Judge Questions Plea Deal for Only Probation, Warns Man He Could Still Go to Prison

By Gracy Joslin

WOODLAND, CA – In Yolo County Superior Court this week, Deputy Public Defender Jose Gonzales addressed Judge Peter M. Williams’ concerns about a plea agreement reached that involved only probation for multiple felonies.

In this case, according to the police report, the accused allegedly “did an MMA style move on this woman (the reporting witness), put his hand behind her head and did a knee strike to her face. Then, he looked like he began to strangle her,” according to the prosecution’s report.

According to a recap of events by police, on New Year’s Eve of 2021, the accused had been drinking and “rough housing” with his children which upset the mother of one of the kids, eventually leading to an argument.

The accused was charged with three felonies and one misdemeanor pertaining to this event which included assault by force, infliction of injury to the mother of his child, violation of her liberty and endangering the child who was present.

PD Gonzalez argued, “I understand as alleged it looks alarming, but it really wasn’t, judge,” acknowledging Deputy District Attorney Jesse Vaughn Richardson did his “due diligence” when making the offer.

In addition, he stated the witness reached out to both the District Attorney’s and Public Defender’s Offices to renew contact between the defendant and herself as “he (defendant) is a reliable partner and father to his children ” and has no previous criminal history.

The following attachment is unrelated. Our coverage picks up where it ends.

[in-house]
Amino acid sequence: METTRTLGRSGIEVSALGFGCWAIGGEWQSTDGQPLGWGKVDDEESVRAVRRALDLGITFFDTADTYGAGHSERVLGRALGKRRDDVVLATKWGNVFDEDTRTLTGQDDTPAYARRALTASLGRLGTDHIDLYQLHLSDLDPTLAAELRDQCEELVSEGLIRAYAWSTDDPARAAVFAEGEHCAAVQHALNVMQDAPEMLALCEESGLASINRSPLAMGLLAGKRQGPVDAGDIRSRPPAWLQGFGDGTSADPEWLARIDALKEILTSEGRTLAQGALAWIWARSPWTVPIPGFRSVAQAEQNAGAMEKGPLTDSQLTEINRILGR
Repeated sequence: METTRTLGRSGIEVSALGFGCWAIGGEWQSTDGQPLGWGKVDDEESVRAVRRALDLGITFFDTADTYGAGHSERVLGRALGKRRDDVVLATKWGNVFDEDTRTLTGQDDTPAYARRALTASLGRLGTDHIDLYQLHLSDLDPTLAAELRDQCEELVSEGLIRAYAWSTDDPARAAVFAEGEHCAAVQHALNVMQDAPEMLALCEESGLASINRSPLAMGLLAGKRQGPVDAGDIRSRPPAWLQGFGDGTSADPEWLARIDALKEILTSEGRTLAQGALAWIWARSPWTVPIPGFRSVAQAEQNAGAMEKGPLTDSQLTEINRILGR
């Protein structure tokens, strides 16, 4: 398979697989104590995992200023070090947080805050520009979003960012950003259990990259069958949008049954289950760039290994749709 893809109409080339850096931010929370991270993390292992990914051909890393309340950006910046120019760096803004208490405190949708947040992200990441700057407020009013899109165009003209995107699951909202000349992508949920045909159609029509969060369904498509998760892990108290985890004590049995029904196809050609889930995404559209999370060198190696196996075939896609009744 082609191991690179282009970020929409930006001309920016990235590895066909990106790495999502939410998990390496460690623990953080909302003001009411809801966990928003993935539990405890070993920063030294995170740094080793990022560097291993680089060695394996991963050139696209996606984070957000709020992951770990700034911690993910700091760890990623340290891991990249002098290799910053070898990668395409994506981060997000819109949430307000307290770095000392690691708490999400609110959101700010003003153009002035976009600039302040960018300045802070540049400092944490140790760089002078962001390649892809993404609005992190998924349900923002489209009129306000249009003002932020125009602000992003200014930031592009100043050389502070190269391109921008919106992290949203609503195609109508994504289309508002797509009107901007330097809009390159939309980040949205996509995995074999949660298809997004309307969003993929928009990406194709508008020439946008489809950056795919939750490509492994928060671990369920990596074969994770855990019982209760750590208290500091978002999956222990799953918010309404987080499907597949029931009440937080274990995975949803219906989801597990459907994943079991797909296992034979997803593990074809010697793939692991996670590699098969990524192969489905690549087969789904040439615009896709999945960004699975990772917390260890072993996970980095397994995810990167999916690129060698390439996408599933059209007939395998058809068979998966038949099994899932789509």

After listening to PD Gonzalez, Judge Williams still remained puzzled as to how there would be no prison time required for the accused to serve “with those kinds of facts.”

In response, PD Gonzalez reminded the court that there was no preliminary hearing, which would have looked at evidence beyond just simply the police report.

Thus, emphasizing “fact finding based on a police report or the probation report is not something any of us are in a position to deal with without a preliminary hearing.”

Stepping in for DDA Richardson, Deputy District Attorney Michael Vrooman noted that even though the reporting witness does not want to uphold a protective order, he asked the court to make note that the accused is not to threaten or harass the victim in any annoying manner.

Eventually, Judge Williams accepted the offer for three years’ formal probation, but outlined some “notable terms.”

Although not required to serve time, the accused will never be allowed to possess any dangerous weapons in his lifetime, must comply with conditions specific to domestic violence offenders, enroll in a batterer’s treatment course, and complete eight hours of community service.

Before going off record, Judge Williams addressed the accused directly, warning him, if he violates these terms he can still end up in state prison.

About The Author

Gracy is a 4th Year at UC Davis studying Political Science and minoring in Communications and Sociology. Post graduation plans include traveling and then eventually attending Law School.

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